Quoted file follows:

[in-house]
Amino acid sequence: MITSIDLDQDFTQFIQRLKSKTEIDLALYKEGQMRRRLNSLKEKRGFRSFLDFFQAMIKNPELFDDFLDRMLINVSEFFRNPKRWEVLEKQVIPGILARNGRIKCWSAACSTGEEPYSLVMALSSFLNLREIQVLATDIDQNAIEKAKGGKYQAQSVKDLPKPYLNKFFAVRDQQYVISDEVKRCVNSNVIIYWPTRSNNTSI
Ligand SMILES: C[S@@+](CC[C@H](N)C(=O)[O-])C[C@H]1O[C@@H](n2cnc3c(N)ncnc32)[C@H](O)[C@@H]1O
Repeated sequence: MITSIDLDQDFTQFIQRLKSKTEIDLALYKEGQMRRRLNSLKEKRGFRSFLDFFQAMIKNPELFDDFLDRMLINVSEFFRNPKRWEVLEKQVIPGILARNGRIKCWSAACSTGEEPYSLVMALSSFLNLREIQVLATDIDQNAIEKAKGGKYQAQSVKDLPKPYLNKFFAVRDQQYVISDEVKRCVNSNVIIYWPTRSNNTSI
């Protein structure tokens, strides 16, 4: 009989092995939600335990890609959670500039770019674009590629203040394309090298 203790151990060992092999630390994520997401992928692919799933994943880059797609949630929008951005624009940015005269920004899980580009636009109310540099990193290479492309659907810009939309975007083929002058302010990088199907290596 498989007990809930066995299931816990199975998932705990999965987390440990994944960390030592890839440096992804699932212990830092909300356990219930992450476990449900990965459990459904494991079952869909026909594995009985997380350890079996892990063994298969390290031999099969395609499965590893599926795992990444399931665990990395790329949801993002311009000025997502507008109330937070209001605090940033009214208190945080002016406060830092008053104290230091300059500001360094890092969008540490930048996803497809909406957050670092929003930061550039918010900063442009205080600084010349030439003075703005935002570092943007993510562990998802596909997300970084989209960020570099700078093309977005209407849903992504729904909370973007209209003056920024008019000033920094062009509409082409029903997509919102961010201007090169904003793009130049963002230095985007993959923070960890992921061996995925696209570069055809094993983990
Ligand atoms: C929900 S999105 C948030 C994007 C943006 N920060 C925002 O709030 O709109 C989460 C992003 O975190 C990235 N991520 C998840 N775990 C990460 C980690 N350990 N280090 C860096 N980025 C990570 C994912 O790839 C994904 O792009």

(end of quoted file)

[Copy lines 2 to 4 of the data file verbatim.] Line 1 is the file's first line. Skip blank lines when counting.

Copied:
Amino acid sequence: MITSIDLDQDFTQFIQRLKSKTEIDLALYKEGQMRRRLNSLKEKRGFRSFLDFFQAMIKNPELFDDFLDRMLINVSEFFRNPKRWEVLEKQVIPGILARNGRIKCWSAACSTGEEPYSLVMALSSFLNLREIQVLATDIDQNAIEKAKGGKYQAQSVKDLPKPYLNKFFAVRDQQYVISDEVKRCVNSNVIIYWPTRSNNTSI
Ligand SMILES: C[S@@+](CC[C@H](N)C(=O)[O-])C[C@H]1O[C@@H](n2cnc3c(N)ncnc32)[C@H](O)[C@@H]1O
Repeated sequence: MITSIDLDQDFTQFIQRLKSKTEIDLALYKEGQMRRRLNSLKEKRGFRSFLDFFQAMIKNPELFDDFLDRMLINVSEFFRNPKRWEVLEKQVIPGILARNGRIKCWSAACSTGEEPYSLVMALSSFLNLREIQVLATDIDQNAIEKAKGGKYQAQSVKDLPKPYLNKFFAVRDQQYVISDEVKRCVNSNVIIYWPTRSNNTSI